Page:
Cristina Nicoleta Ciurea1,2, Ario Santini3, Anca Delia Mare1, Irina Bianca Kosovski2,4, Felicia Toma1, Camelia Vintila5, Ionela Anca Pintea-Simon1,2, Adrian Man1,5
1 Department of Microbiology, George Emil Palade University of Medicine, Pharmacy, Science, and Technology of Targu Mures, Romania 2 Doctoral school, George Emil Palade University of Medicine, Pharmacy, Science, and Technology of Targu Mures, Romania 3 George Emil Palade University of Medicine, Pharmacy, Science, and Technology of Targu Mures, Romania 4 Department of Pathophysiology, George Emil Palade University of Medicine, Pharmacy, Science, and Technology of Targu Mures, Romania 5 Mureș Clinical County Hospital, Targu Mures, Romania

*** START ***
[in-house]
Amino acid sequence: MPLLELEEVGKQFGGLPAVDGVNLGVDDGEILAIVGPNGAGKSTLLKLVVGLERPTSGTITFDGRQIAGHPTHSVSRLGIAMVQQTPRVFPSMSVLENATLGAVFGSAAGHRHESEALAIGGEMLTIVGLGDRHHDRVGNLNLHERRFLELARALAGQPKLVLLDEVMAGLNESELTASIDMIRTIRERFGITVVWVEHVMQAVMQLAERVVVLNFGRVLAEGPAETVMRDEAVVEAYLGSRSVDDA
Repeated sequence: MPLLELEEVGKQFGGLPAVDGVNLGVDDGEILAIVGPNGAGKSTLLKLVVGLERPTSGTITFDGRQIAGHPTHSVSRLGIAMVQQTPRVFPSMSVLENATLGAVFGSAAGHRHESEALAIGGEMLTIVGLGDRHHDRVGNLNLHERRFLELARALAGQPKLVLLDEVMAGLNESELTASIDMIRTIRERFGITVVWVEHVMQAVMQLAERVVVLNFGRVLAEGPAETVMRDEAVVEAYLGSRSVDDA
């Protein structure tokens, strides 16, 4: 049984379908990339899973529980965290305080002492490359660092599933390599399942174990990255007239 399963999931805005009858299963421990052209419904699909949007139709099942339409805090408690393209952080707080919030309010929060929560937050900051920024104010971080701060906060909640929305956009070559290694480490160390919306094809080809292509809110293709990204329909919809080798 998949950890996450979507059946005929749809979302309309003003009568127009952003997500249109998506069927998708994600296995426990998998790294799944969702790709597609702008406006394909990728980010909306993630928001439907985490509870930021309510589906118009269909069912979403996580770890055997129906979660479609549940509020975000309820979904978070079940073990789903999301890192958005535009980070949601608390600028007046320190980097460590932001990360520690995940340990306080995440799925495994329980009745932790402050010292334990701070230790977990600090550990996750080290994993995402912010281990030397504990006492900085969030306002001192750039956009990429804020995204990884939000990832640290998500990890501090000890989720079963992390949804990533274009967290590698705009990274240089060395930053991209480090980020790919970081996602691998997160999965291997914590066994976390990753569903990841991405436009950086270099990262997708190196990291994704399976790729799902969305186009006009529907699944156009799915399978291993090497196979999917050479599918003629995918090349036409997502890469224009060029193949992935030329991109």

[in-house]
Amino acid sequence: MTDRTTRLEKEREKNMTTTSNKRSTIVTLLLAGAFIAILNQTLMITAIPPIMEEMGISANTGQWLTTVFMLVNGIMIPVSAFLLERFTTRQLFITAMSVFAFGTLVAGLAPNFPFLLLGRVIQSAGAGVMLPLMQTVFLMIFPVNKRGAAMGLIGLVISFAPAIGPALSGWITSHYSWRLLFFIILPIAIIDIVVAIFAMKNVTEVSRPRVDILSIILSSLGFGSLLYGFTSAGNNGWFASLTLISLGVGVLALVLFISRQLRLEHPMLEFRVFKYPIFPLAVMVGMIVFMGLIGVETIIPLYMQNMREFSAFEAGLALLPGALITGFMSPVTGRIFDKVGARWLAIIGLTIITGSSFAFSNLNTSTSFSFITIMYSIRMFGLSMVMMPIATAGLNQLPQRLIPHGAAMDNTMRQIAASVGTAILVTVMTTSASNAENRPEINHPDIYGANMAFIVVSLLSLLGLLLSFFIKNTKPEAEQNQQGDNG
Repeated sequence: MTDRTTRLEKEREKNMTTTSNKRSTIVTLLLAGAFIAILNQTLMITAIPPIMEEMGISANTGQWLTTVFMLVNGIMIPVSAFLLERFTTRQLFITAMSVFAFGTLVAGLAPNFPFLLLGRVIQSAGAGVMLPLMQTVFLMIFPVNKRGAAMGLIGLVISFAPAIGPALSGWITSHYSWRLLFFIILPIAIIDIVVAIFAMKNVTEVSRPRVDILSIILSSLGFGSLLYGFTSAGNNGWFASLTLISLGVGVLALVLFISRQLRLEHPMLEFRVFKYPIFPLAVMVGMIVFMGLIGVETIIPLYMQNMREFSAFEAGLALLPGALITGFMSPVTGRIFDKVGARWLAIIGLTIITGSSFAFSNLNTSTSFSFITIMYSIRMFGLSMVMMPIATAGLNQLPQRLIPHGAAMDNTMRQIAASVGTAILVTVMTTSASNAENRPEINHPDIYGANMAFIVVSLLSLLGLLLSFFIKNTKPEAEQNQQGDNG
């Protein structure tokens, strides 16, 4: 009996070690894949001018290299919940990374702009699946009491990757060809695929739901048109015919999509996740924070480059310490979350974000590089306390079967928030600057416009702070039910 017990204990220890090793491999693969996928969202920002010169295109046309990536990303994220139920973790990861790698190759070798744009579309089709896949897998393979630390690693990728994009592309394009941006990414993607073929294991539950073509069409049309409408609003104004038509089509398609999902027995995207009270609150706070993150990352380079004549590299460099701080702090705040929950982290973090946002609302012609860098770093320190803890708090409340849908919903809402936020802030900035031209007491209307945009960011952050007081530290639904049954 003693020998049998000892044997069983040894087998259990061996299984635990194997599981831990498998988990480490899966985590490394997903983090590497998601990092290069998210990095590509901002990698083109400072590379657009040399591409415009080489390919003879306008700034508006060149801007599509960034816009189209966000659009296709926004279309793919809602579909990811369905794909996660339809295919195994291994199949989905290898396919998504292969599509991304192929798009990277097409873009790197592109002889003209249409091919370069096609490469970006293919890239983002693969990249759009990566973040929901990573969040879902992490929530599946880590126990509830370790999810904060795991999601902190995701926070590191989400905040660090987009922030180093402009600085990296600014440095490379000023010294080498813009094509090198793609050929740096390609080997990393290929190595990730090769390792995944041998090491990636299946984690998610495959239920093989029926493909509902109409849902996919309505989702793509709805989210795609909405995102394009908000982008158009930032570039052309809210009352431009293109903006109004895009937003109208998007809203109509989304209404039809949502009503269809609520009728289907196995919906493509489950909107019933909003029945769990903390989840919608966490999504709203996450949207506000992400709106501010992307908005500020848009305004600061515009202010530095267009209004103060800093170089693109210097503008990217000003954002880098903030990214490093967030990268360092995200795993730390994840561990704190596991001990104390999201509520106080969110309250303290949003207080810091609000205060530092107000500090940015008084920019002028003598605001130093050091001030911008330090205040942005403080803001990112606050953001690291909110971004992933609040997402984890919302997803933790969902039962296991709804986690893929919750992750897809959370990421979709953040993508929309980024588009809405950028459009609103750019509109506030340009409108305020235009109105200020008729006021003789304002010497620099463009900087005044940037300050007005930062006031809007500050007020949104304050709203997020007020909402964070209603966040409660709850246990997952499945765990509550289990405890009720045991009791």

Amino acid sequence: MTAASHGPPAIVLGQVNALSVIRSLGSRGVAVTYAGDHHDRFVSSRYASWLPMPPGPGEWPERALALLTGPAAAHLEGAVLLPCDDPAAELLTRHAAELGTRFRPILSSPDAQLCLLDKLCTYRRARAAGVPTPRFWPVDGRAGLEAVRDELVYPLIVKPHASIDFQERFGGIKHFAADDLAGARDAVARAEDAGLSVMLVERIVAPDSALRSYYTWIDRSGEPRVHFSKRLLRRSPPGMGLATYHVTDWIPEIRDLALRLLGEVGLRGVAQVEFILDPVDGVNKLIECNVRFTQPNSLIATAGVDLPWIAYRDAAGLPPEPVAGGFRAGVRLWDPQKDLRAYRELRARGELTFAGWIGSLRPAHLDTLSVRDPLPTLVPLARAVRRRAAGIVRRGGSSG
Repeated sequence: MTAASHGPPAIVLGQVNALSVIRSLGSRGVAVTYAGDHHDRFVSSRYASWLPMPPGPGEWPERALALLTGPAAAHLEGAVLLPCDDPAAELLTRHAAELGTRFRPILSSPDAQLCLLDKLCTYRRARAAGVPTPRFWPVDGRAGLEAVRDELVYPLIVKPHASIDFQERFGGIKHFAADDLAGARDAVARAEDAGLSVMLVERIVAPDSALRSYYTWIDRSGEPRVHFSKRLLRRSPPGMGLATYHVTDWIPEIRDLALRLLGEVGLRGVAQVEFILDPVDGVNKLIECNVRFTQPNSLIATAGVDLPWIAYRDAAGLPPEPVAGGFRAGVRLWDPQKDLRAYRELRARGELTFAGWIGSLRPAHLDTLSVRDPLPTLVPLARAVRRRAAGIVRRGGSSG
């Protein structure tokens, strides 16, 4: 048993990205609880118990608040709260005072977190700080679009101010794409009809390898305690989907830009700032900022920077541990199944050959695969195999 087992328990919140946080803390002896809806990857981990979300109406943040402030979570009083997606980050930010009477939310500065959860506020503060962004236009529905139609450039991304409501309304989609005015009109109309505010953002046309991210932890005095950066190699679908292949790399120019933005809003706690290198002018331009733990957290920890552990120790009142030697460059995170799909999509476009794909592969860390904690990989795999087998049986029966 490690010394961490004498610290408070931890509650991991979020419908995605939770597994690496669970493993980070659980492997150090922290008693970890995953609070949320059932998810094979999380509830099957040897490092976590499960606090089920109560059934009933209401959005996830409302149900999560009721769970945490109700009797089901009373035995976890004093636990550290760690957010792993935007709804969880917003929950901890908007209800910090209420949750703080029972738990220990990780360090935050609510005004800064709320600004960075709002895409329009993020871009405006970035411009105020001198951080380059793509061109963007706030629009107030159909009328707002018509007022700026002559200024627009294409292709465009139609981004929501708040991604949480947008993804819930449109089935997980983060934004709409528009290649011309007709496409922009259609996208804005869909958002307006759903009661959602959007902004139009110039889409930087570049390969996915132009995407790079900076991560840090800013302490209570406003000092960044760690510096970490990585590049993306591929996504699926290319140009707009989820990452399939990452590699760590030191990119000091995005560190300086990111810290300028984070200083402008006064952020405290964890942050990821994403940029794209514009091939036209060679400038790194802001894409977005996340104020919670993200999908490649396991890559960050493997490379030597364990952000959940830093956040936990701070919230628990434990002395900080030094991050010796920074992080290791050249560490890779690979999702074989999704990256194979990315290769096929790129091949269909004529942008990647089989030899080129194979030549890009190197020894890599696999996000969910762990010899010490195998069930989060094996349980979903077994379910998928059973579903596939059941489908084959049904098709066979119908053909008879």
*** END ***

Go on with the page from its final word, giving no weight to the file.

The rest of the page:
Introduction: Lower respiratory tract secretions (LRTS) like sputum and tracheal aspirates are frequently sent to the microbiology laboratory from patients with various respiratory pathologies. Improper collection techniques can lead to false-positive results, resulting in improper therapy. Aim of the study: To determine the percentage of contaminated samples sent to the microbiology laboratory, to establish the prevalence of Candida spp. in non-contaminated samples and therefore, the presence of Candida spp. originating in lower respiratory tract infections. Material and Methods: A 10-year data survey was conducted to assess the differences in Candida prevalence from contaminated versus non-contaminated samples, assessed and categorised by Bartlett grading system, and to emphasise the importance of quality control for potentially contaminated samples. The data were analysed according to gender, age, referring departments, and the species of Candida. For the statistical analysis, Kruskal-Wallis and Fisher tests were used, and the alpha value was set for 0.5. Results: The prevalence of Candida spp. in all analysed samples was 31.60%. After excluding the contaminated samples, the actual prevalence was 27.66%. Of all sputum samples, 31.6% were contaminated. Patients aged more than 40 years old were more prone to provide contaminated sputum samples. C. albicans is more prevalent in non-contaminated sputum samples. In both sputum and tracheal aspirates, the chances of identifying a single species are higher than the chances of identifying multiple species. Conclusions: The study emphasises the importance of assessing the quality of sputum samples because of the high number of improperly collected samples sent to the microbiology laboratory.